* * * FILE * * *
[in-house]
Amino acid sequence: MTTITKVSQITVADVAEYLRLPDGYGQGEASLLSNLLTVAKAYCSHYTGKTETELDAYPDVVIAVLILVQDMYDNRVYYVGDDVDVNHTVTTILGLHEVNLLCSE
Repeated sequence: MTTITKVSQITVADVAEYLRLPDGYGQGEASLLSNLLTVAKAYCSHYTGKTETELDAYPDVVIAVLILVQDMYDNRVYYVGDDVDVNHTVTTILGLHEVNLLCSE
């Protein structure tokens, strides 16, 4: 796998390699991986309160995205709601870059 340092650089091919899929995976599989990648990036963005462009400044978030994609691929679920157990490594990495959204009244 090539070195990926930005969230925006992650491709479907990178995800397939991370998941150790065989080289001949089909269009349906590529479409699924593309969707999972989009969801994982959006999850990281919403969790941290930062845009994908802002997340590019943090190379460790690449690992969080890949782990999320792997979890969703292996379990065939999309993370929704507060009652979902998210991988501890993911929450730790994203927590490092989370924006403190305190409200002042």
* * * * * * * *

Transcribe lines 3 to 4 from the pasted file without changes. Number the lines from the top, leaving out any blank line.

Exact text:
Repeated sequence: MTTITKVSQITVADVAEYLRLPDGYGQGEASLLSNLLTVAKAYCSHYTGKTETELDAYPDVVIAVLILVQDMYDNRVYYVGDDVDVNHTVTTILGLHEVNLLCSE
């Protein structure tokens, strides 16, 4: 796998390699991986309160995205709601870059 340092650089091919899929995976599989990648990036963005462009400044978030994609691929679920157990490594990495959204009244 090539070195990926930005969230925006992650491709479907990178995800397939991370998941150790065989080289001949089909269009349906590529479409699924593309969707999972989009969801994982959006999850990281919403969790941290930062845009994908802002997340590019943090190379460790690449690992969080890949782990999320792997979890969703292996379990065939999309993370929704507060009652979902998210991988501890993911929450730790994203927590490092989370924006403190305190409200002042």